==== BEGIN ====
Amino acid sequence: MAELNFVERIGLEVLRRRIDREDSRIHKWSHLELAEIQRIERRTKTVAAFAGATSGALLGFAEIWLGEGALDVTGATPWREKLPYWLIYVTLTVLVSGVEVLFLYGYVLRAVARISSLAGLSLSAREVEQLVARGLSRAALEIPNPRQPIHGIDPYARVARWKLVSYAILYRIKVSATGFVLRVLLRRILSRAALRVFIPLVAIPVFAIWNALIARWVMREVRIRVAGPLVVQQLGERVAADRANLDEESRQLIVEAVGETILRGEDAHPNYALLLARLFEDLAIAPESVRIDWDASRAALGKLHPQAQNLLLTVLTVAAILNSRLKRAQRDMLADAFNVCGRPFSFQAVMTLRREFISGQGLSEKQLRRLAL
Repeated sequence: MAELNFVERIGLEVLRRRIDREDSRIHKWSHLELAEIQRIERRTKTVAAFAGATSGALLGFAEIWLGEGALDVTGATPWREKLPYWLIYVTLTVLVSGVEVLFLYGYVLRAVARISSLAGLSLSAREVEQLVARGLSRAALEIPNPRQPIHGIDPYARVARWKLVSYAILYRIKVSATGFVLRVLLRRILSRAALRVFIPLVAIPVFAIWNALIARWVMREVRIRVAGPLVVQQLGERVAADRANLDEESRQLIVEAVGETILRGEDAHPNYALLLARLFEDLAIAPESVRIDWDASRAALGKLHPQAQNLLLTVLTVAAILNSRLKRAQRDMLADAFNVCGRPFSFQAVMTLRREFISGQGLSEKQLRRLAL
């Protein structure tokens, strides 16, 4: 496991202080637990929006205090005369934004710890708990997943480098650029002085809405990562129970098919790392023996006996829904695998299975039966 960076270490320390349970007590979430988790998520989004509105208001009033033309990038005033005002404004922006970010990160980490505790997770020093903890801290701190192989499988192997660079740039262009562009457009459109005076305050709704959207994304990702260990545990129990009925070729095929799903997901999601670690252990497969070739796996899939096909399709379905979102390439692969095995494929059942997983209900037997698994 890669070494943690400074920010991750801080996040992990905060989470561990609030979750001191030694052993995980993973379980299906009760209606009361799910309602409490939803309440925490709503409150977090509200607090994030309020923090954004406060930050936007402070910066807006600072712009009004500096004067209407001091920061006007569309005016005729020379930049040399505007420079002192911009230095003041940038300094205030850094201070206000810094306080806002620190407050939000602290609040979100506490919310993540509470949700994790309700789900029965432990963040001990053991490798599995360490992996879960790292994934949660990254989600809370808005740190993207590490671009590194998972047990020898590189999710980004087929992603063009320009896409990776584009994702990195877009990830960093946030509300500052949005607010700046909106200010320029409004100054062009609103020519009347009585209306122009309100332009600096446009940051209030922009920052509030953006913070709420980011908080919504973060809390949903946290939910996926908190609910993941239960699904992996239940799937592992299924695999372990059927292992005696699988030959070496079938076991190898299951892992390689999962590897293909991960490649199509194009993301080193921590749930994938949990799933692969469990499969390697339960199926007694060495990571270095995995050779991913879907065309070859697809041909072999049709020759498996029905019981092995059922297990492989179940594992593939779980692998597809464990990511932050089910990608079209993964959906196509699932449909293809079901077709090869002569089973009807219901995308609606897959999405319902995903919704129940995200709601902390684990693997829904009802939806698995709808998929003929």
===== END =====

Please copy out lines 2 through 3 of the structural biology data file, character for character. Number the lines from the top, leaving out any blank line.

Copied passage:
Repeated sequence: MAELNFVERIGLEVLRRRIDREDSRIHKWSHLELAEIQRIERRTKTVAAFAGATSGALLGFAEIWLGEGALDVTGATPWREKLPYWLIYVTLTVLVSGVEVLFLYGYVLRAVARISSLAGLSLSAREVEQLVARGLSRAALEIPNPRQPIHGIDPYARVARWKLVSYAILYRIKVSATGFVLRVLLRRILSRAALRVFIPLVAIPVFAIWNALIARWVMREVRIRVAGPLVVQQLGERVAADRANLDEESRQLIVEAVGETILRGEDAHPNYALLLARLFEDLAIAPESVRIDWDASRAALGKLHPQAQNLLLTVLTVAAILNSRLKRAQRDMLADAFNVCGRPFSFQAVMTLRREFISGQGLSEKQLRRLAL
């Protein structure tokens, strides 16, 4: 496991202080637990929006205090005369934004710890708990997943480098650029002085809405990562129970098919790392023996006996829904695998299975039966 960076270490320390349970007590979430988790998520989004509105208001009033033309990038005033005002404004922006970010990160980490505790997770020093903890801290701190192989499988192997660079740039262009562009457009459109005076305050709704959207994304990702260990545990129990009925070729095929799903997901999601670690252990497969070739796996899939096909399709379905979102390439692969095995494929059942997983209900037997698994 890669070494943690400074920010991750801080996040992990905060989470561990609030979750001191030694052993995980993973379980299906009760209606009361799910309602409490939803309440925490709503409150977090509200607090994030309020923090954004406060930050936007402070910066807006600072712009009004500096004067209407001091920061006007569309005016005729020379930049040399505007420079002192911009230095003041940038300094205030850094201070206000810094306080806002620190407050939000602290609040979100506490919310993540509470949700994790309700789900029965432990963040001990053991490798599995360490992996879960790292994934949660990254989600809370808005740190993207590490671009590194998972047990020898590189999710980004087929992603063009320009896409990776584009994702990195877009990830960093946030509300500052949005607010700046909106200010320029409004100054062009609103020519009347009585209306122009309100332009600096446009940051209030922009920052509030953006913070709420980011908080919504973060809390949903946290939910996926908190609910993941239960699904992996239940799937592992299924695999372990059927292992005696699988030959070496079938076991190898299951892992390689999962590897293909991960490649199509194009993301080193921590749930994938949990799933692969469990499969390697339960199926007694060495990571270095995995050779991913879907065309070859697809041909072999049709020759498996029905019981092995059922297990492989179940594992593939779980692998597809464990990511932050089910990608079209993964959906196509699932449909293809079901077709090869002569089973009807219901995308609606897959999405319902995903919704129940995200709601902390684990693997829904009802939806698995709808998929003929």